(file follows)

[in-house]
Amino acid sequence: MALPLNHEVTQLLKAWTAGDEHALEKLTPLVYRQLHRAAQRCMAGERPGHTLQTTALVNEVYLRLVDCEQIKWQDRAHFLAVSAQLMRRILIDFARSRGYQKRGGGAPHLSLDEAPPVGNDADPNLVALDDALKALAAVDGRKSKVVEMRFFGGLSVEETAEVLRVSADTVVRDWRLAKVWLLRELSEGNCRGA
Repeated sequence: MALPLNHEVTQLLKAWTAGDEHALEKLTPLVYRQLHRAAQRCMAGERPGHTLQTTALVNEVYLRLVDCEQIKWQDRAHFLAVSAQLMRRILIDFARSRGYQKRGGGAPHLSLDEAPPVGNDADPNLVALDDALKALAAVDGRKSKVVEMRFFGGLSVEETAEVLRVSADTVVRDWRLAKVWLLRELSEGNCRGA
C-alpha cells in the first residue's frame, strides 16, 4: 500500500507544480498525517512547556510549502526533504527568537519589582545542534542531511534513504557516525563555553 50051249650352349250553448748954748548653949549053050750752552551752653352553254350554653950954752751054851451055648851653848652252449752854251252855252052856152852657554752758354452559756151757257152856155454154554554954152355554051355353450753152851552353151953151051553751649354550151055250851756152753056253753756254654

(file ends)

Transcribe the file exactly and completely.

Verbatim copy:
[in-house]
Amino acid sequence: MALPLNHEVTQLLKAWTAGDEHALEKLTPLVYRQLHRAAQRCMAGERPGHTLQTTALVNEVYLRLVDCEQIKWQDRAHFLAVSAQLMRRILIDFARSRGYQKRGGGAPHLSLDEAPPVGNDADPNLVALDDALKALAAVDGRKSKVVEMRFFGGLSVEETAEVLRVSADTVVRDWRLAKVWLLRELSEGNCRGA
Repeated sequence: MALPLNHEVTQLLKAWTAGDEHALEKLTPLVYRQLHRAAQRCMAGERPGHTLQTTALVNEVYLRLVDCEQIKWQDRAHFLAVSAQLMRRILIDFARSRGYQKRGGGAPHLSLDEAPPVGNDADPNLVALDDALKALAAVDGRKSKVVEMRFFGGLSVEETAEVLRVSADTVVRDWRLAKVWLLRELSEGNCRGA
C-alpha cells in the first residue's frame, strides 16, 4: 500500500507544480498525517512547556510549502526533504527568537519589582545542534542531511534513504557516525563555553 50051249650352349250553448748954748548653949549053050750752552551752653352553254350554653950954752751054851451055648851653848652252449752854251252855252052856152852657554752758354452559756151757257152856155454154554554954152355554051355353450753152851552353151953151051553751649354550151055250851756152753056253753756254654